F&W talks to Joanne Weir, host of PBS’s Joanne Weir’s Cooking Class.
What was your first big break on TV? How were you discovered?
"I was doing a ton of national stuff and lots of television when my first book [From Tapas to Meze, 1994] came out. I put all of the clips from that together on one tape, and a friend who worked at KQED-TV San Francisco heard about the tape and said she’d love to look at it. Once she saw it, I immediately heard back from three producers. I had already been offered a Food Network show, but I had always loved Jacques and Julia because they were amazing teachers. They were my heroes. I’d watched them since the time I was very young, especially Julia, so I really wanted to go in the [public television] direction and not the Food Network direction. I talked with the three producers at KQED, and I felt so lucky to get that station interested in a series."
What are some of the best recipes you’ve made on-air, and why?
"We did this Tuscan pork, a dish that I learned in Florence, Italy, where you take a tenderloin of pork and put on fennel pollen, rosemary and sage—the same herbs and spices in porchetta—and roll it in olive oil and sauces, stuff it into a hollowed baguette and tie it up. You want to put this on the top shelf of the oven so that it gets crispy on the outside. You don’t want the bread to steam. I use an instant-read thermometer to get to 150 or 155 degrees and let the pork get nice and juicy inside. My new show, Joanne Weir’s Cooking Class, has students on with me, so I am really teaching, and you can judge how successful a dish is."
Are the students surprised by how easy or difficult it is to make certain dishes?
"I had a fireman on the show, and he was so excited to do a risotto. If you can make a basic risotto then you can make 1,000 risottos. One tip I learned in Italy, outside of Verona, was the five-minute trick for risotto: You get it just beyond the al dente stage and add a ladleful of broth or butter or flavoring. Then take it off of the heat and let it sit for five minutes. It renders the creamiest, most amazing risotto. I also remind students that risotto doesn’t wait for you, you wait for it.
"Making pappardelle with brown butter when your students have only worked with pasta in a box was a real experience. People’s eyes bug out when they’re rolling fresh pasta. I talked about what to look for in terms of texture when you’re making the dough. We first went over the basics of rolling. But if you don’t want to do homemade pasta, you can still make this using store-bought; it’s so good with the brown butter and Parmesan cheese and a little lemon zest.
"To watch people make their own soufflé when they think it’s the most difficult thing in whole world is incredible. There’s lots of technique there. I teach my students to whisk it by hand in a copper bowl versus just with an electric mixer, because the volume and texture are so different. For a soufflé you also want the bowl to be clean, because the egg whites won’t work in the presence of fat. For roasted-corn soufflé, you take the corn off the cob and then scrape the cob, and you puree the corn with the scrapings from the cob and combine it with béchamel. Instead of baking it in a soufflé dish, I bake it on an ovenproof platter so that it rises up and only takes 10 minutes. Making a recipe on a show is so different from just making one from a cookbook, because you can actually see the process rather than just read it. You see what is happening."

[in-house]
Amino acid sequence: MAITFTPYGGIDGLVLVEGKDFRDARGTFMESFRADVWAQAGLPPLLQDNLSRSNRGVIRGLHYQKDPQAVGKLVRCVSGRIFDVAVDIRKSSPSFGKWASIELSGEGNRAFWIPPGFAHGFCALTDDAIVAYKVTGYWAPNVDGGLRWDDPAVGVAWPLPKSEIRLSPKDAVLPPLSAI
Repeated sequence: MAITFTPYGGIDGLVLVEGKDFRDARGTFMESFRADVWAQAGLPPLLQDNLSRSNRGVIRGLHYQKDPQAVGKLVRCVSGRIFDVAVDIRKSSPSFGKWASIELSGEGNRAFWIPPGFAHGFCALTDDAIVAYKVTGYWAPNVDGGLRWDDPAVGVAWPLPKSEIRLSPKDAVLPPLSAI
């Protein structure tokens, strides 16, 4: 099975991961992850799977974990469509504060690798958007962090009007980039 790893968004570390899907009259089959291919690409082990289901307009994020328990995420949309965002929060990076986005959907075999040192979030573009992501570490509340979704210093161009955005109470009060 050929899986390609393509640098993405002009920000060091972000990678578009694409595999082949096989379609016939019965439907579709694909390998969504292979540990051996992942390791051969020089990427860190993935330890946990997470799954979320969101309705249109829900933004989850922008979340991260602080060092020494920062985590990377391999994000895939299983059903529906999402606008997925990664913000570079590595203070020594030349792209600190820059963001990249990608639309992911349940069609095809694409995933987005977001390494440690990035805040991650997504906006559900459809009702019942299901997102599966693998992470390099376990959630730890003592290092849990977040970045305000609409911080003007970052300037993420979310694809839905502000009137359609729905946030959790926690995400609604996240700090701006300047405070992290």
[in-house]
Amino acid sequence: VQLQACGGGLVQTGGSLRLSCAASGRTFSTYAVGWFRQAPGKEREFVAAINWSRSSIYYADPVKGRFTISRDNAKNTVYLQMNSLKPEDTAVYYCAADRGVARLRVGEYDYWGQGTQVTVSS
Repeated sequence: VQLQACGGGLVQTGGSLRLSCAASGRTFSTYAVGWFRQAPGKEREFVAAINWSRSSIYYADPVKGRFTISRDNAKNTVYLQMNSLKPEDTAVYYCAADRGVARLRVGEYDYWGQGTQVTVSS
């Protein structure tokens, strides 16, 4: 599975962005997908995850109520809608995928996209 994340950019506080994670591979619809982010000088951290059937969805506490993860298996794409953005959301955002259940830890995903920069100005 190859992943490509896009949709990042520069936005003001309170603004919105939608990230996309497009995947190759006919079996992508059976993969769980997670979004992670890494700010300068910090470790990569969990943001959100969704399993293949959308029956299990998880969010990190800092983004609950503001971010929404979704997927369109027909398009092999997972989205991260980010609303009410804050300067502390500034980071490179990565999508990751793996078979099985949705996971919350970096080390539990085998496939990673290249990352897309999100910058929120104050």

What distinguishes you from other TV chefs?
"I think it’s important to see the ’how’ part; I want to show viewers how to chop an onion and mince garlic and whisk an egg white. I think that instills confidence and teaches the basics. I think I also show how to make doable, easy recipes, and they’re recipes that people oooh and aahh over when they come out of the oven. Having this show in my home kitchen is unique, too. It’s the shortest commute I’ve ever had, but my whole house was taken over by 30 people on the production team. I had to move everything out of my home except for the kitchen and living and dining rooms, but was nice to be able to open a drawer and know what to find there. Every single recipe has a story behind it, and that’s what students relate to and what gets their attention. First the story, then they listen to technique."
What is the worst experience you’ve had on TV? Any disasters?
"I’ve been lucky; I haven’t had any real disasters, but once on the wine-country show, someone bought out-of-season calamari that was one foot long. At that size it’s no longer squid; it’s some other creature. I was trying to act like it was okay, but really it was not okay. They edited it out. It was horrible. It was gigantic. Another time, on Weir Cooking in the City, the producer thought it would be fabulous for me to have a blind date on the show. I said, ’I hope he’s not a vegetarian,’ because I was making veal. Then I was grinding pepper, and the pepper grinder broke, and pepper went all over the food. I just looked at the camera and said, ’I hope he likes pepper.’"